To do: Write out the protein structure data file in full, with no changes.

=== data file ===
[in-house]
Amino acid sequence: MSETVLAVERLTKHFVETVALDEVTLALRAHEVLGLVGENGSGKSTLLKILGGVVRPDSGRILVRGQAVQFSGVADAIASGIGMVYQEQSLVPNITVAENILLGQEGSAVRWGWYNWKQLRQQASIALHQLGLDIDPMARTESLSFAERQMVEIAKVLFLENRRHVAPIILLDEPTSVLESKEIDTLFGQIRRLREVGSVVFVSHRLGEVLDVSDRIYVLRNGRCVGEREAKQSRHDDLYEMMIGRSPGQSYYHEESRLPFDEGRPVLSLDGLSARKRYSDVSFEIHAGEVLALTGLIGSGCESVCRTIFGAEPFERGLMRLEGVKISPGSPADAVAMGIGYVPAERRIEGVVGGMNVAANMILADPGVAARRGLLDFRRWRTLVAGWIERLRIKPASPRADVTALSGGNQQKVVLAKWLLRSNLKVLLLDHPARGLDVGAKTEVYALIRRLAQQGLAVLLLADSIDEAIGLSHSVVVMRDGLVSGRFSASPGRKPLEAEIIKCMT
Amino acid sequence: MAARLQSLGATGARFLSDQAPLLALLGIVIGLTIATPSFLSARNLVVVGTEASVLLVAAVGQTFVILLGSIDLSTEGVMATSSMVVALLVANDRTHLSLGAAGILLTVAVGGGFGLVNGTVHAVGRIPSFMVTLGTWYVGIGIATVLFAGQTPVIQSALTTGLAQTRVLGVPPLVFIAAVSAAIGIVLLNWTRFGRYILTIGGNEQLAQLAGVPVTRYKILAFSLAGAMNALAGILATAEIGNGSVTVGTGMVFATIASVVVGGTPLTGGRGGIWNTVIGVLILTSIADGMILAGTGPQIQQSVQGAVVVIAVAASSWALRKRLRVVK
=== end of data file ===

[in-house]
Amino acid sequence: MSETVLAVERLTKHFVETVALDEVTLALRAHEVLGLVGENGSGKSTLLKILGGVVRPDSGRILVRGQAVQFSGVADAIASGIGMVYQEQSLVPNITVAENILLGQEGSAVRWGWYNWKQLRQQASIALHQLGLDIDPMARTESLSFAERQMVEIAKVLFLENRRHVAPIILLDEPTSVLESKEIDTLFGQIRRLREVGSVVFVSHRLGEVLDVSDRIYVLRNGRCVGEREAKQSRHDDLYEMMIGRSPGQSYYHEESRLPFDEGRPVLSLDGLSARKRYSDVSFEIHAGEVLALTGLIGSGCESVCRTIFGAEPFERGLMRLEGVKISPGSPADAVAMGIGYVPAERRIEGVVGGMNVAANMILADPGVAARRGLLDFRRWRTLVAGWIERLRIKPASPRADVTALSGGNQQKVVLAKWLLRSNLKVLLLDHPARGLDVGAKTEVYALIRRLAQQGLAVLLLADSIDEAIGLSHSVVVMRDGLVSGRFSASPGRKPLEAEIIKCMT
Amino acid sequence: MAARLQSLGATGARFLSDQAPLLALLGIVIGLTIATPSFLSARNLVVVGTEASVLLVAAVGQTFVILLGSIDLSTEGVMATSSMVVALLVANDRTHLSLGAAGILLTVAVGGGFGLVNGTVHAVGRIPSFMVTLGTWYVGIGIATVLFAGQTPVIQSALTTGLAQTRVLGVPPLVFIAAVSAAIGIVLLNWTRFGRYILTIGGNEQLAQLAGVPVTRYKILAFSLAGAMNALAGILATAEIGNGSVTVGTGMVFATIASVVVGGTPLTGGRGGIWNTVIGVLILTSIADGMILAGTGPQIQQSVQGAVVVIAVAASSWALRKRLRVVK